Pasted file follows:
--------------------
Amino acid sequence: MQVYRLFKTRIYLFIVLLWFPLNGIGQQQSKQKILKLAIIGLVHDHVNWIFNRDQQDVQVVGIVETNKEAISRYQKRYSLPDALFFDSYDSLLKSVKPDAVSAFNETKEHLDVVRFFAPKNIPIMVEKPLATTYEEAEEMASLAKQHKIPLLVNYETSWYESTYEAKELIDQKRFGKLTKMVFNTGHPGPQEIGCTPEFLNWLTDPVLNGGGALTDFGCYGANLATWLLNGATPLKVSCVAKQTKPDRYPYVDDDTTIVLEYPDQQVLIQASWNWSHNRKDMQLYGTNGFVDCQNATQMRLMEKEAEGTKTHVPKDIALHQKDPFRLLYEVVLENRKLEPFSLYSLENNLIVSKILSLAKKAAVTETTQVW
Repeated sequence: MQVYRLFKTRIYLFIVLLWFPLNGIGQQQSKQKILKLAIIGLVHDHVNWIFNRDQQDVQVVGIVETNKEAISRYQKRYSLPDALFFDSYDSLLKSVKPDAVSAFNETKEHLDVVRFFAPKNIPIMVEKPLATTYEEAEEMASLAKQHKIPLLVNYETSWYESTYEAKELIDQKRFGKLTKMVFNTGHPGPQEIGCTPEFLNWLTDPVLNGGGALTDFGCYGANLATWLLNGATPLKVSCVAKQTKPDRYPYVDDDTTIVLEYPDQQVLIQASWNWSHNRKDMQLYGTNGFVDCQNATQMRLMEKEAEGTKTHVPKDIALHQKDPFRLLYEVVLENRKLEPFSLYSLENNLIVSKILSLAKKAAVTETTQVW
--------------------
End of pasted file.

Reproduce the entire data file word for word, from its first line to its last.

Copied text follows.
Amino acid sequence: MQVYRLFKTRIYLFIVLLWFPLNGIGQQQSKQKILKLAIIGLVHDHVNWIFNRDQQDVQVVGIVETNKEAISRYQKRYSLPDALFFDSYDSLLKSVKPDAVSAFNETKEHLDVVRFFAPKNIPIMVEKPLATTYEEAEEMASLAKQHKIPLLVNYETSWYESTYEAKELIDQKRFGKLTKMVFNTGHPGPQEIGCTPEFLNWLTDPVLNGGGALTDFGCYGANLATWLLNGATPLKVSCVAKQTKPDRYPYVDDDTTIVLEYPDQQVLIQASWNWSHNRKDMQLYGTNGFVDCQNATQMRLMEKEAEGTKTHVPKDIALHQKDPFRLLYEVVLENRKLEPFSLYSLENNLIVSKILSLAKKAAVTETTQVW
Repeated sequence: MQVYRLFKTRIYLFIVLLWFPLNGIGQQQSKQKILKLAIIGLVHDHVNWIFNRDQQDVQVVGIVETNKEAISRYQKRYSLPDALFFDSYDSLLKSVKPDAVSAFNETKEHLDVVRFFAPKNIPIMVEKPLATTYEEAEEMASLAKQHKIPLLVNYETSWYESTYEAKELIDQKRFGKLTKMVFNTGHPGPQEIGCTPEFLNWLTDPVLNGGGALTDFGCYGANLATWLLNGATPLKVSCVAKQTKPDRYPYVDDDTTIVLEYPDQQVLIQASWNWSHNRKDMQLYGTNGFVDCQNATQMRLMEKEAEGTKTHVPKDIALHQKDPFRLLYEVVLENRKLEPFSLYSLENNLIVSKILSLAKKAAVTETTQVW